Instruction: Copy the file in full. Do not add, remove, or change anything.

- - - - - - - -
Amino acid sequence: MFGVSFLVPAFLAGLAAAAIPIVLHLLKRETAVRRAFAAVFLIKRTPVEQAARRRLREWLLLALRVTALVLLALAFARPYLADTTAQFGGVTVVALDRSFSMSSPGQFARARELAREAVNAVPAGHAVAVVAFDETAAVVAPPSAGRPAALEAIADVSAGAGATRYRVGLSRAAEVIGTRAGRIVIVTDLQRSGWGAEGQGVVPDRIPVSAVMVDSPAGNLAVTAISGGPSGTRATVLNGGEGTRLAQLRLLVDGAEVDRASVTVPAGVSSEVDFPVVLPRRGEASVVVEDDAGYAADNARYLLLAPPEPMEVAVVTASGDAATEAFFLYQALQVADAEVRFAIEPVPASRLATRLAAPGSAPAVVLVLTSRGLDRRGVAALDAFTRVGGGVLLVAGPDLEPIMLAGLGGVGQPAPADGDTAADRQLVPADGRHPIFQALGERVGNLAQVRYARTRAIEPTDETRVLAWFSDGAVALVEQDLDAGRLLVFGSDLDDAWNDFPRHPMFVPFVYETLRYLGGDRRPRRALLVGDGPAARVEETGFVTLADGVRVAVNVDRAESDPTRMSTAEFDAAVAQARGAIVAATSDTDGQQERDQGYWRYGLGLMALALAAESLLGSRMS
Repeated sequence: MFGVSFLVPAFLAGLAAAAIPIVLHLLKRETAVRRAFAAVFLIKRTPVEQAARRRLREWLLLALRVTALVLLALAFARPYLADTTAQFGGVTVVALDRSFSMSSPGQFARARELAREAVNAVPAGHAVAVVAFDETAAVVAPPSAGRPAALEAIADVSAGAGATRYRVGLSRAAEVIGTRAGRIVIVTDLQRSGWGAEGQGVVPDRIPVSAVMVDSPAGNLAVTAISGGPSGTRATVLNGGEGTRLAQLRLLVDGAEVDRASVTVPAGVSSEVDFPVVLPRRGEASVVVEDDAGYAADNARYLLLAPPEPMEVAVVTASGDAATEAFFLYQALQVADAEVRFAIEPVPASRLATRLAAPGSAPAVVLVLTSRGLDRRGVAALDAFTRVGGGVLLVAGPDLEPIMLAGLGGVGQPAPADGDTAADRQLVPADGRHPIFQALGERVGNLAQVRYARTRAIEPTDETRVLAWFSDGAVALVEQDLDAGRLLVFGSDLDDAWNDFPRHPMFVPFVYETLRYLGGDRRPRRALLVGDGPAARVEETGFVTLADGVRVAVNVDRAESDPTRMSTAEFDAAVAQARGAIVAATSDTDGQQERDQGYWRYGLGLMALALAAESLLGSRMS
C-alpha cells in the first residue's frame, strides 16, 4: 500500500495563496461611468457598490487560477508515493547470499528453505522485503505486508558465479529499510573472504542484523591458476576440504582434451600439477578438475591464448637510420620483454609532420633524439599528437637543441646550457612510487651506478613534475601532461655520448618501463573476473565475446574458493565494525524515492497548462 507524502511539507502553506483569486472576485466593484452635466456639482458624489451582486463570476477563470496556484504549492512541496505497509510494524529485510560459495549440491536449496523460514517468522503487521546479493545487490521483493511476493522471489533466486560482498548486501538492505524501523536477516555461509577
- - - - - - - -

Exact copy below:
Amino acid sequence: MFGVSFLVPAFLAGLAAAAIPIVLHLLKRETAVRRAFAAVFLIKRTPVEQAARRRLREWLLLALRVTALVLLALAFARPYLADTTAQFGGVTVVALDRSFSMSSPGQFARARELAREAVNAVPAGHAVAVVAFDETAAVVAPPSAGRPAALEAIADVSAGAGATRYRVGLSRAAEVIGTRAGRIVIVTDLQRSGWGAEGQGVVPDRIPVSAVMVDSPAGNLAVTAISGGPSGTRATVLNGGEGTRLAQLRLLVDGAEVDRASVTVPAGVSSEVDFPVVLPRRGEASVVVEDDAGYAADNARYLLLAPPEPMEVAVVTASGDAATEAFFLYQALQVADAEVRFAIEPVPASRLATRLAAPGSAPAVVLVLTSRGLDRRGVAALDAFTRVGGGVLLVAGPDLEPIMLAGLGGVGQPAPADGDTAADRQLVPADGRHPIFQALGERVGNLAQVRYARTRAIEPTDETRVLAWFSDGAVALVEQDLDAGRLLVFGSDLDDAWNDFPRHPMFVPFVYETLRYLGGDRRPRRALLVGDGPAARVEETGFVTLADGVRVAVNVDRAESDPTRMSTAEFDAAVAQARGAIVAATSDTDGQQERDQGYWRYGLGLMALALAAESLLGSRMS
Repeated sequence: MFGVSFLVPAFLAGLAAAAIPIVLHLLKRETAVRRAFAAVFLIKRTPVEQAARRRLREWLLLALRVTALVLLALAFARPYLADTTAQFGGVTVVALDRSFSMSSPGQFARARELAREAVNAVPAGHAVAVVAFDETAAVVAPPSAGRPAALEAIADVSAGAGATRYRVGLSRAAEVIGTRAGRIVIVTDLQRSGWGAEGQGVVPDRIPVSAVMVDSPAGNLAVTAISGGPSGTRATVLNGGEGTRLAQLRLLVDGAEVDRASVTVPAGVSSEVDFPVVLPRRGEASVVVEDDAGYAADNARYLLLAPPEPMEVAVVTASGDAATEAFFLYQALQVADAEVRFAIEPVPASRLATRLAAPGSAPAVVLVLTSRGLDRRGVAALDAFTRVGGGVLLVAGPDLEPIMLAGLGGVGQPAPADGDTAADRQLVPADGRHPIFQALGERVGNLAQVRYARTRAIEPTDETRVLAWFSDGAVALVEQDLDAGRLLVFGSDLDDAWNDFPRHPMFVPFVYETLRYLGGDRRPRRALLVGDGPAARVEETGFVTLADGVRVAVNVDRAESDPTRMSTAEFDAAVAQARGAIVAATSDTDGQQERDQGYWRYGLGLMALALAAESLLGSRMS
C-alpha cells in the first residue's frame, strides 16, 4: 500500500495563496461611468457598490487560477508515493547470499528453505522485503505486508558465479529499510573472504542484523591458476576440504582434451600439477578438475591464448637510420620483454609532420633524439599528437637543441646550457612510487651506478613534475601532461655520448618501463573476473565475446574458493565494525524515492497548462 507524502511539507502553506483569486472576485466593484452635466456639482458624489451582486463570476477563470496556484504549492512541496505497509510494524529485510560459495549440491536449496523460514517468522503487521546479493545487490521483493511476493522471489533466486560482498548486501538492505524501523536477516555461509577